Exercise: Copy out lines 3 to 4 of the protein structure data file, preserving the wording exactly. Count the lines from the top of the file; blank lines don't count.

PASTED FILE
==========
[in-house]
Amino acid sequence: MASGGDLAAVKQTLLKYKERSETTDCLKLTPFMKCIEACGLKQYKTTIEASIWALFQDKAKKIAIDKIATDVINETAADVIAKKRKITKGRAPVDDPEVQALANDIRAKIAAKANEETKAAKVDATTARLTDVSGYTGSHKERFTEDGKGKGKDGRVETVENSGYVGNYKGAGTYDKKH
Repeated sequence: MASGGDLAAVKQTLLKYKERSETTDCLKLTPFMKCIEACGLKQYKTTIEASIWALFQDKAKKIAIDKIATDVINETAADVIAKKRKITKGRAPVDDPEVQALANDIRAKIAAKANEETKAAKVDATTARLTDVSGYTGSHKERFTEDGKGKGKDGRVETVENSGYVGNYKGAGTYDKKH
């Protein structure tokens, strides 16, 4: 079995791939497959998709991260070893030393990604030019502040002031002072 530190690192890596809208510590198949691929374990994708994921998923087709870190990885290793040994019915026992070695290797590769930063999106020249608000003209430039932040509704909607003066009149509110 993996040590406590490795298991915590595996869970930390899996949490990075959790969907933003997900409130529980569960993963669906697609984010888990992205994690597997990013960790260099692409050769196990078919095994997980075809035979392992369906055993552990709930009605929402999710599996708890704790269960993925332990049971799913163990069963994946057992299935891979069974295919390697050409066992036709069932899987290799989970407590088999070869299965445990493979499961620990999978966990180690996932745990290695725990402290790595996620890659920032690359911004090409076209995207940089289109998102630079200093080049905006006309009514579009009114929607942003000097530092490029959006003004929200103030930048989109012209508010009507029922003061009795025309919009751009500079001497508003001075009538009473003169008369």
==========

Repeated sequence: MASGGDLAAVKQTLLKYKERSETTDCLKLTPFMKCIEACGLKQYKTTIEASIWALFQDKAKKIAIDKIATDVINETAADVIAKKRKITKGRAPVDDPEVQALANDIRAKIAAKANEETKAAKVDATTARLTDVSGYTGSHKERFTEDGKGKGKDGRVETVENSGYVGNYKGAGTYDKKH
């Protein structure tokens, strides 16, 4: 079995791939497959998709991260070893030393990604030019502040002031002072 530190690192890596809208510590198949691929374990994708994921998923087709870190990885290793040994019915026992070695290797590769930063999106020249608000003209430039932040509704909607003066009149509110 993996040590406590490795298991915590595996869970930390899996949490990075959790969907933003997900409130529980569960993963669906697609984010888990992205994690597997990013960790260099692409050769196990078919095994997980075809035979392992369906055993552990709930009605929402999710599996708890704790269960993925332990049971799913163990069963994946057992299935891979069974295919390697050409066992036709069932899987290799989970407590088999070869299965445990493979499961620990999978966990180690996932745990290695725990402290790595996620890659920032690359911004090409076209995207940089289109998102630079200093080049905006006309009514579009009114929607942003000097530092490029959006003004929200103030930048989109012209508010009507029922003061009795025309919009751009500079001497508003001075009538009473003169008369």